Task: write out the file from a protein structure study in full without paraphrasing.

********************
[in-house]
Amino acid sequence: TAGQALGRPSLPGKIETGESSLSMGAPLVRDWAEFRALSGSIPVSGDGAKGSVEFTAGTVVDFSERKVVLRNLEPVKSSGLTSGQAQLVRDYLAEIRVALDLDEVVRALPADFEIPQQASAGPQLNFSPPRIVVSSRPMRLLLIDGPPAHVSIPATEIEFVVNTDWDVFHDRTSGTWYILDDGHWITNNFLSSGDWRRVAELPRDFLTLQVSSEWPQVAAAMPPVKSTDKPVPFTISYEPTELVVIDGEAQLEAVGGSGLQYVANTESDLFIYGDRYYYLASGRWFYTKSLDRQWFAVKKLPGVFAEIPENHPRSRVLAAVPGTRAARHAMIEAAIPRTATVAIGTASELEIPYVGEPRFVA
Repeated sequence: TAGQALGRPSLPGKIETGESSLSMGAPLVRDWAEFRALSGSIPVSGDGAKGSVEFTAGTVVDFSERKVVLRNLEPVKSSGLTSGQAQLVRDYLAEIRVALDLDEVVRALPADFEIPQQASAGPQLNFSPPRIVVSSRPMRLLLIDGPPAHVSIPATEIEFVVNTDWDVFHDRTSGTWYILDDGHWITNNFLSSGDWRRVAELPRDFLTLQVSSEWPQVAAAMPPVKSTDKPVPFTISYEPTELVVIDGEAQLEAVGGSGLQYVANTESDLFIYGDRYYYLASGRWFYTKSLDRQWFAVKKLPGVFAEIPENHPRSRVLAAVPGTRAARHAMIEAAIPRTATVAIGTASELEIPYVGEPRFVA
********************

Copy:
[in-house]
Amino acid sequence: TAGQALGRPSLPGKIETGESSLSMGAPLVRDWAEFRALSGSIPVSGDGAKGSVEFTAGTVVDFSERKVVLRNLEPVKSSGLTSGQAQLVRDYLAEIRVALDLDEVVRALPADFEIPQQASAGPQLNFSPPRIVVSSRPMRLLLIDGPPAHVSIPATEIEFVVNTDWDVFHDRTSGTWYILDDGHWITNNFLSSGDWRRVAELPRDFLTLQVSSEWPQVAAAMPPVKSTDKPVPFTISYEPTELVVIDGEAQLEAVGGSGLQYVANTESDLFIYGDRYYYLASGRWFYTKSLDRQWFAVKKLPGVFAEIPENHPRSRVLAAVPGTRAARHAMIEAAIPRTATVAIGTASELEIPYVGEPRFVA
Repeated sequence: TAGQALGRPSLPGKIETGESSLSMGAPLVRDWAEFRALSGSIPVSGDGAKGSVEFTAGTVVDFSERKVVLRNLEPVKSSGLTSGQAQLVRDYLAEIRVALDLDEVVRALPADFEIPQQASAGPQLNFSPPRIVVSSRPMRLLLIDGPPAHVSIPATEIEFVVNTDWDVFHDRTSGTWYILDDGHWITNNFLSSGDWRRVAELPRDFLTLQVSSEWPQVAAAMPPVKSTDKPVPFTISYEPTELVVIDGEAQLEAVGGSGLQYVANTESDLFIYGDRYYYLASGRWFYTKSLDRQWFAVKKLPGVFAEIPENHPRSRVLAAVPGTRAARHAMIEAAIPRTATVAIGTASELEIPYVGEPRFVA